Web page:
It’s All About the Lighting: Examples

May 22, 2013

We’ve seen some samples of the difference between standard copy-board lighting and what is pretty typical for an artist’s studio. Let’s take it a step further and look at what we can do using basic lighting techniques.  If you’ve been the victim of one of my lighting classes, this is going to look familiar.

hard_closed

Painting by Nellie Ashford:  “Best Friends”

This is an example of what you’d typically see in an artist’s studio or a gallery.  It’s lit with a “Main” that’s a halogen spot from above, and has all the characteristics of that type of lighting – lots of texture, rich colors, deep shadows, bright highlights.  There’s a very slight amount of cooler fill, spilling from the surrounding walls.  This is “hard-edged closed shadows”, that is, the shadows have a hard edge, but are closed up, or dark.

soft_closed

This is the same light, but simply adding fill.  “Hard-edged open shadows”.  Take a good look, the shadows themselves still have a hard edge, but they’re now brighter, and show color and detail.  This is pretty typical of what you’ll see from a modern artist’s studio, often a combination of North light and halogen spots.  The fill in a studio like this is often far more cool that what we’re seeing here, though.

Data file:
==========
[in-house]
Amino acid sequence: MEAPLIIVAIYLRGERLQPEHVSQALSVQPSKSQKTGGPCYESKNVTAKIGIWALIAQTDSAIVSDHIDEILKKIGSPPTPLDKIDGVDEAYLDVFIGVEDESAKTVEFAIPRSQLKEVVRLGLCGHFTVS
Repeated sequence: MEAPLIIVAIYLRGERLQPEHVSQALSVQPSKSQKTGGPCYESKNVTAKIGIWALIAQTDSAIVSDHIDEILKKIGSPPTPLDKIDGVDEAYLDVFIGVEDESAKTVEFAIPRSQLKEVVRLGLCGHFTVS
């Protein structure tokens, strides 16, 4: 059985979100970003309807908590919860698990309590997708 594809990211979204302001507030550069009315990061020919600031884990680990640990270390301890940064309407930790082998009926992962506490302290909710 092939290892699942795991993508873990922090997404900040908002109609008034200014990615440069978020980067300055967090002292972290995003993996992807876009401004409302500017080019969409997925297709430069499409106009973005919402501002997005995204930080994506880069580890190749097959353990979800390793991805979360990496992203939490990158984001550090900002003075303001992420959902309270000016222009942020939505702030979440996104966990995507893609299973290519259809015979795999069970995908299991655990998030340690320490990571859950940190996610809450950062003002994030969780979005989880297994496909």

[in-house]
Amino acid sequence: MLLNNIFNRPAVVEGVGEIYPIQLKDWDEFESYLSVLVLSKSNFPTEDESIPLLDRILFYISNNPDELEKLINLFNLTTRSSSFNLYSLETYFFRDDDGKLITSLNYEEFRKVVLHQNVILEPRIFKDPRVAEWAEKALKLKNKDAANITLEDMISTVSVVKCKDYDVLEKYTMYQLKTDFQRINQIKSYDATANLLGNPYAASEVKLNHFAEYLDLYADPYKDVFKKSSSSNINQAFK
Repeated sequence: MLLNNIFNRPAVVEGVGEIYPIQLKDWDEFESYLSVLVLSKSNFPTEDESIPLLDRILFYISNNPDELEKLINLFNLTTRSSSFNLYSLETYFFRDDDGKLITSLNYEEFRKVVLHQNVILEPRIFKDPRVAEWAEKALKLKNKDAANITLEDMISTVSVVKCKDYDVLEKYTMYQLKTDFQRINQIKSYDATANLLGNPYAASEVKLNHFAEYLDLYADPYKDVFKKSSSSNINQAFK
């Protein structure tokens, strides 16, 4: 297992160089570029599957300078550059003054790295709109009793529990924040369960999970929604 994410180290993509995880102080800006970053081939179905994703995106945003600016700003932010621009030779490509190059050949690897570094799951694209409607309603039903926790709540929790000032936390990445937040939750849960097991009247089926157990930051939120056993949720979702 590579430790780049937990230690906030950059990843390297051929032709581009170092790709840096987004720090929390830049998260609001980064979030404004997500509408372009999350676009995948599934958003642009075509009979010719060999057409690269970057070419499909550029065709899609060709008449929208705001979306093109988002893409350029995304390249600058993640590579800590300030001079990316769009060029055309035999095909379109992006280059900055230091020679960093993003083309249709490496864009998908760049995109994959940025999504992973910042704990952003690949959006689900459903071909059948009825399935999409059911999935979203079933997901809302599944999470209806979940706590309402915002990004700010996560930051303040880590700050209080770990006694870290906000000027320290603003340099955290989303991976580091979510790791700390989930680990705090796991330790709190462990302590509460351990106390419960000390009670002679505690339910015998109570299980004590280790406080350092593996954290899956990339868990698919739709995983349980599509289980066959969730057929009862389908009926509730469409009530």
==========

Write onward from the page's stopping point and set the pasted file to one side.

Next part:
hard_open

These last two examples are lit with a very soft, very diffuse light source.  Typically a “North Light Studio” without any additional spots would look like this, but the first one has no fill in the shadows.  Thus, it’s called “soft edged, closed shadows”.  We still get a fair amount of texture and the appearance of relief, but the effect is less dramatic, more flat, with the overall contrast lower and less saturated colors.  It’s more forgiving, but has far less impact.

soft_open

Finally, we take soft, diffuse lighting and add fill.  This almost completely flattens out the work, showing very little texture, very diffuse colors, and very low contrast.  You’d use this if, for example, you had an original that had major surface flaws that you didn’t want to call attention to.  This is how an artist’s studio would look if they had North light, and very bright walls, floors and even ceilings.  It would be a fairly rare thing to see an artist working under these conditions.

Go ahead and click on each image to take a good close enlarged look.

These are what I consider to be the four basic building blocks of lighting.  What gets interesting is where you start working with degrees of these techniques – starting with hard-edged closed lighting and adding just a little fill…  controlling the degree of softness in soft-edged closed shadows – or any combination of types.   Not only do I get 4 basic flavors, but I can mix and match and hit somewhere in between.

This is true photographic lighting, and why it’s so powerful in redering artwork in a way that’s faithful to the artist’s vision.  It’s possible through no other process – no scan system or copyboard lighting can achieve these kinds of basic results, and certainly not in any combination.

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